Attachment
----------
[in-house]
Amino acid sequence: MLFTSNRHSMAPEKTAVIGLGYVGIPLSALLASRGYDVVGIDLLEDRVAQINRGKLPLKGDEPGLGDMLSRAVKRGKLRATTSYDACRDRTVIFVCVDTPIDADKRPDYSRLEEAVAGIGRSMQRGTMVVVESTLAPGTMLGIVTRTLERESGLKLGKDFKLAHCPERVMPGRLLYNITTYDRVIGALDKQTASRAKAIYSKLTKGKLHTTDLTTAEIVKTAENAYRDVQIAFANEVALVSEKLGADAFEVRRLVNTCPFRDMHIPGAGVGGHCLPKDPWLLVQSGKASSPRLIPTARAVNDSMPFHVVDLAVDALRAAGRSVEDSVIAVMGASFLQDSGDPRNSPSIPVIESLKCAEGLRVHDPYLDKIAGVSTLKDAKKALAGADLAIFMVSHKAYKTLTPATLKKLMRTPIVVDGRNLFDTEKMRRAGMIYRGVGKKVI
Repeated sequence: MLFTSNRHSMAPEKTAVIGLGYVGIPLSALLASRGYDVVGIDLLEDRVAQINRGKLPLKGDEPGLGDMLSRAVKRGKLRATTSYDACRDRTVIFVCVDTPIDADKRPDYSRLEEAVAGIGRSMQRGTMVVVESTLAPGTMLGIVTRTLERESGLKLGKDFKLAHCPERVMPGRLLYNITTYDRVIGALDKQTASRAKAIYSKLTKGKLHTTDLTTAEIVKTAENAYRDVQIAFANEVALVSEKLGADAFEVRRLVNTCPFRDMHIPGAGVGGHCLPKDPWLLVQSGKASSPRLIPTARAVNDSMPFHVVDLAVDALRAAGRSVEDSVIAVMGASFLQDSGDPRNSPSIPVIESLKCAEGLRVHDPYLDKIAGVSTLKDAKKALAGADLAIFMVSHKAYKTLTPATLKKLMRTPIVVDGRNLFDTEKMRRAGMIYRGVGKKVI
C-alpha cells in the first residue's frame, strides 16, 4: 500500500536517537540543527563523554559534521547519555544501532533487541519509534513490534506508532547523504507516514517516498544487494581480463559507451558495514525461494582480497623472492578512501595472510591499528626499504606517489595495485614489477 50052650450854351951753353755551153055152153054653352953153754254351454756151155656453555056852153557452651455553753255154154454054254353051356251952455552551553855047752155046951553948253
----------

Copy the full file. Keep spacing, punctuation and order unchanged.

[in-house]
Amino acid sequence: MLFTSNRHSMAPEKTAVIGLGYVGIPLSALLASRGYDVVGIDLLEDRVAQINRGKLPLKGDEPGLGDMLSRAVKRGKLRATTSYDACRDRTVIFVCVDTPIDADKRPDYSRLEEAVAGIGRSMQRGTMVVVESTLAPGTMLGIVTRTLERESGLKLGKDFKLAHCPERVMPGRLLYNITTYDRVIGALDKQTASRAKAIYSKLTKGKLHTTDLTTAEIVKTAENAYRDVQIAFANEVALVSEKLGADAFEVRRLVNTCPFRDMHIPGAGVGGHCLPKDPWLLVQSGKASSPRLIPTARAVNDSMPFHVVDLAVDALRAAGRSVEDSVIAVMGASFLQDSGDPRNSPSIPVIESLKCAEGLRVHDPYLDKIAGVSTLKDAKKALAGADLAIFMVSHKAYKTLTPATLKKLMRTPIVVDGRNLFDTEKMRRAGMIYRGVGKKVI
Repeated sequence: MLFTSNRHSMAPEKTAVIGLGYVGIPLSALLASRGYDVVGIDLLEDRVAQINRGKLPLKGDEPGLGDMLSRAVKRGKLRATTSYDACRDRTVIFVCVDTPIDADKRPDYSRLEEAVAGIGRSMQRGTMVVVESTLAPGTMLGIVTRTLERESGLKLGKDFKLAHCPERVMPGRLLYNITTYDRVIGALDKQTASRAKAIYSKLTKGKLHTTDLTTAEIVKTAENAYRDVQIAFANEVALVSEKLGADAFEVRRLVNTCPFRDMHIPGAGVGGHCLPKDPWLLVQSGKASSPRLIPTARAVNDSMPFHVVDLAVDALRAAGRSVEDSVIAVMGASFLQDSGDPRNSPSIPVIESLKCAEGLRVHDPYLDKIAGVSTLKDAKKALAGADLAIFMVSHKAYKTLTPATLKKLMRTPIVVDGRNLFDTEKMRRAGMIYRGVGKKVI
C-alpha cells in the first residue's frame, strides 16, 4: 500500500536517537540543527563523554559534521547519555544501532533487541519509534513490534506508532547523504507516514517516498544487494581480463559507451558495514525461494582480497623472492578512501595472510591499528626499504606517489595495485614489477 50052650450854351951753353755551153055152153054653352953153754254351454756151155656453555056852153557452651455553753255154154454054254353051356251952455552551553855047752155046951553948253